Home: It's where a lot of us have been spending our time since March 2020. For Mike Milosh, leader of the R&B music collective Rhye, the word has taken on new meaning — he's gone from life on the road to a more permanent idea of home at his house outside Los Angeles, where he created his latest studio album. But the sound of this record was conceived well before the pandemic: It began with the idea of wanting to include a choir, which led to Milosh inviting the Danish National Girls' Choir to come to the U.S.

The year of large racial justice protests led to an unprecedented number of Confederate symbols being removed around the country.

More than 100 Confederate symbols have been removed from public spaces or renamed since George Floyd was killed, according to a count by the Southern Poverty Law Center.

Are you figuring out how to modify that annual cookie-exchange party with your friends this winter? Does caroling around the neighborhood feel unsafe, even at a social distance? Does 2020 have you feeling differently about making a New Year's resolution for next year? Or maybe it's just the tradition of visiting your grandparents that will just have to happen over Zoom this year. As with everything else in 2020, the holidays feel a little different amid a global pandemic.

Photographer Janna Ireland aims to capture intimacy and relationships in her work, which she says focuses primarily on Black life in America.

For the Los Angeles-based photographer, that has included photographing staged scenes as well as self-portraits and portraits of her family — including, most recently, of her two sons during the pandemic.

"In my work, I'm happy when all different kinds of people appreciate it, but I feel as though I'm making it for Black people," she says.

Across the country, students of color have been demanding change from their schools. At one Denver school, the push for a more inclusive and diverse curriculum came last year, from a group of African American high school students at Dr. Martin Luther King Jr. Early College.

Pirette McKamey is fighting for anti-racist education.

Over her more than 30 years as an educator, the principal at Mission High School in San Francisco spent a decade leading an anti-racism committee.

In 1954, the Supreme Court ruled in Brown v. Board of Education that racial segregation in schools was unconstitutional. The decision is often framed as a landmark decision that transformed education for Black students, allowing them equal access to integrated classrooms.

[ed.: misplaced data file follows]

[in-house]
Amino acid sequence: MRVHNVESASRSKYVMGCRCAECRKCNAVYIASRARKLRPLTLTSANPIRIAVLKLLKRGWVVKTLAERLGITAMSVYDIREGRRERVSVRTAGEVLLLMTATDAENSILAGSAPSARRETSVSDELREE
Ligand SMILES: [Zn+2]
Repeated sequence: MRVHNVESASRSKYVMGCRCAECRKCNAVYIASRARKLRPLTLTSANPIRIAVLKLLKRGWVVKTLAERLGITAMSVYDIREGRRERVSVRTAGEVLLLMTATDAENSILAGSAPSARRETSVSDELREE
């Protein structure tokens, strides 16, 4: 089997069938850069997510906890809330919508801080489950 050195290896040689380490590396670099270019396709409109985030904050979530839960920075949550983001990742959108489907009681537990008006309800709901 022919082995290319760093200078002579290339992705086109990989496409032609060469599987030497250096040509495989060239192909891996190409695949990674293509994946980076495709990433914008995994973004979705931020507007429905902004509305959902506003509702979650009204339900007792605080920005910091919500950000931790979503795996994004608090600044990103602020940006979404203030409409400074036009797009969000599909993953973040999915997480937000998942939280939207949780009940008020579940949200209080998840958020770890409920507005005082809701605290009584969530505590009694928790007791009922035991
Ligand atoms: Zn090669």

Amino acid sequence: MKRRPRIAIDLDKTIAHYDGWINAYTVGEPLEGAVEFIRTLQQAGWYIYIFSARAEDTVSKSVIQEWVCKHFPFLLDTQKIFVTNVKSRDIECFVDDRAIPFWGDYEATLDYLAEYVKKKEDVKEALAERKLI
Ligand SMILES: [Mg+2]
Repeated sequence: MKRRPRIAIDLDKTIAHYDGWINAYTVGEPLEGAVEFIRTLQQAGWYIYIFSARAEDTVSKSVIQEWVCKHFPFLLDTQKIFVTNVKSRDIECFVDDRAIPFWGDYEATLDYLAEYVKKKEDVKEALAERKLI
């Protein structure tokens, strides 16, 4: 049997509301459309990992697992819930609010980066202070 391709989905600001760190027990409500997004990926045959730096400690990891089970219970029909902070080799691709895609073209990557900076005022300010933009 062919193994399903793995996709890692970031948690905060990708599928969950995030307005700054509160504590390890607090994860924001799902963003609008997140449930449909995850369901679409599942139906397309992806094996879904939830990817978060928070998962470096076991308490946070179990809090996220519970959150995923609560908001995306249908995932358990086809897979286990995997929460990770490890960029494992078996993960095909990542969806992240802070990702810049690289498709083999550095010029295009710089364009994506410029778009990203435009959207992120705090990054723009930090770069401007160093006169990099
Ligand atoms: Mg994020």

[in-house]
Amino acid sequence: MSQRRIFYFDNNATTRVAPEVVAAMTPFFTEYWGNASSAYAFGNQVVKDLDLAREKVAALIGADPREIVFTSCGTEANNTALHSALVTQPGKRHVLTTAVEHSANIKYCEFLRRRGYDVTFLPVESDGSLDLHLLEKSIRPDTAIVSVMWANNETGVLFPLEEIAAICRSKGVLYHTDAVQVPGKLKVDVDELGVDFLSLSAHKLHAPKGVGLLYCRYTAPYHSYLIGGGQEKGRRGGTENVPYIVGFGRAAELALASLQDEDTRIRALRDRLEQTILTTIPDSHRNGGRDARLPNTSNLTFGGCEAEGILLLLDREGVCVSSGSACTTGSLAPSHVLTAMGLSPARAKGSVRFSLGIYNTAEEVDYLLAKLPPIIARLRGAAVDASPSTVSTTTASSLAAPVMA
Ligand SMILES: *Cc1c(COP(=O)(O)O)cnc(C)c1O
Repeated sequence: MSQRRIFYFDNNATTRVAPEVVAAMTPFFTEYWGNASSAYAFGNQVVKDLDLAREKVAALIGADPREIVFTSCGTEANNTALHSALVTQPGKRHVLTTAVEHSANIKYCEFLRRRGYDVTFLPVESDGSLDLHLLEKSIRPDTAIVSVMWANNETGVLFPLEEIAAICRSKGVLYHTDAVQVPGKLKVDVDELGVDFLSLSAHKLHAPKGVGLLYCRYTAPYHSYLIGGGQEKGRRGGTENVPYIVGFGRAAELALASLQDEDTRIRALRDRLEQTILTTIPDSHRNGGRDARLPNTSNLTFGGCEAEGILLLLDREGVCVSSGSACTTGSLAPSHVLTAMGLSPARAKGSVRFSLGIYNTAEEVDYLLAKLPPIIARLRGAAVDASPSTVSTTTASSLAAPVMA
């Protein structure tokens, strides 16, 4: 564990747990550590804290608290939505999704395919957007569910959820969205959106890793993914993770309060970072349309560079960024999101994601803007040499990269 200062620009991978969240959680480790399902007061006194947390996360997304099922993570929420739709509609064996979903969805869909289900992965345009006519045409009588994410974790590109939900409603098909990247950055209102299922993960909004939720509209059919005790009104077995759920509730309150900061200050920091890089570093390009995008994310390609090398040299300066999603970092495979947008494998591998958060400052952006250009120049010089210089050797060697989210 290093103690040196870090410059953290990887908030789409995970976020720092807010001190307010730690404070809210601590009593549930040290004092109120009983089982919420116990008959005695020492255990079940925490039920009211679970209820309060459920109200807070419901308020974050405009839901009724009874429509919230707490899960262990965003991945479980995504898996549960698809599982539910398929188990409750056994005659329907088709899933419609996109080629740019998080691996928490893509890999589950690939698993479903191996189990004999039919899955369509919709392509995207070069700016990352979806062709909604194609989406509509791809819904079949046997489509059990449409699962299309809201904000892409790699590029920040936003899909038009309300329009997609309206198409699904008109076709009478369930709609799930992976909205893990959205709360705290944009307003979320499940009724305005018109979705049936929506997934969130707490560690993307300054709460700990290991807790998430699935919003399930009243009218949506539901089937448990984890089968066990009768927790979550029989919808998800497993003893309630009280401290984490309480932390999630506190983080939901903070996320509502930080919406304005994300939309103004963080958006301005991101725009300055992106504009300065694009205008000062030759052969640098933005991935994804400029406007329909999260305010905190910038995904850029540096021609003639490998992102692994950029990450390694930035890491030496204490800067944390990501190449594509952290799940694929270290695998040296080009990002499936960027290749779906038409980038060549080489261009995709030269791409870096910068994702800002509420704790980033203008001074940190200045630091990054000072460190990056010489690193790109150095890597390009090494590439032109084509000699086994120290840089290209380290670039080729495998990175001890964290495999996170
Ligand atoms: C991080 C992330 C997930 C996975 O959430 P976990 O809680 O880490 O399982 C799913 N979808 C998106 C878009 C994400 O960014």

June 2020 was a pride month that looked different from past years, and not just because people were socially distancing and wearing masks: Demonstrations for LGBTQ equality overlapped with protests against violence and systemic racism against Black people.

At the intersection of these two fights for equality are Black transgender people.

Imara Jones, an independent journalist and founder of TransLash media, told NPR's All Things Considered, that this moment has been "a crucible."

Between the pandemic, the economic crisis and now protests, 2020 has already been a lot. Yo-Yo Ma has been coping, and trying to help the rest of us cope, with music. The cellist has been posting videos of himself playing what he calls "Songs of Comfort."

"I do believe that everything that we do," he says, "people in every profession — medical workers, the delivery people, the politicians — we all are there to serve. We only exist because someone has a need. I know that music fulfills that kind of need."

In the weeks since police killed George Floyd in Minneapolis, people around the U.S. and the world have flooded the streets in rage and protest against police violence toward African Americans.

When Luc Jasmin III took over Parkview Early Learning Center six years ago, he wanted to create a safe space where young children could not only be cared for but also get an educational foundation to prepare them for a lifetime of learning.

During normal times, the center in Spokane, Wash., serves about 100 children who range in age from 4 weeks old to 13 years. The center didn't close down during the coronavirus pandemic, except for a couple of days to retrain staff on social distancing and cleaning guidelines.

Neither snow nor rain nor heat nor gloom of night — nor coronavirus — stays these couriers from the swift completion of their appointed rounds.

The mail is still coming. And one 11-year-old girl in Sioux Falls, S.D., wanted to show her appreciation.

How else, but by writing a letter.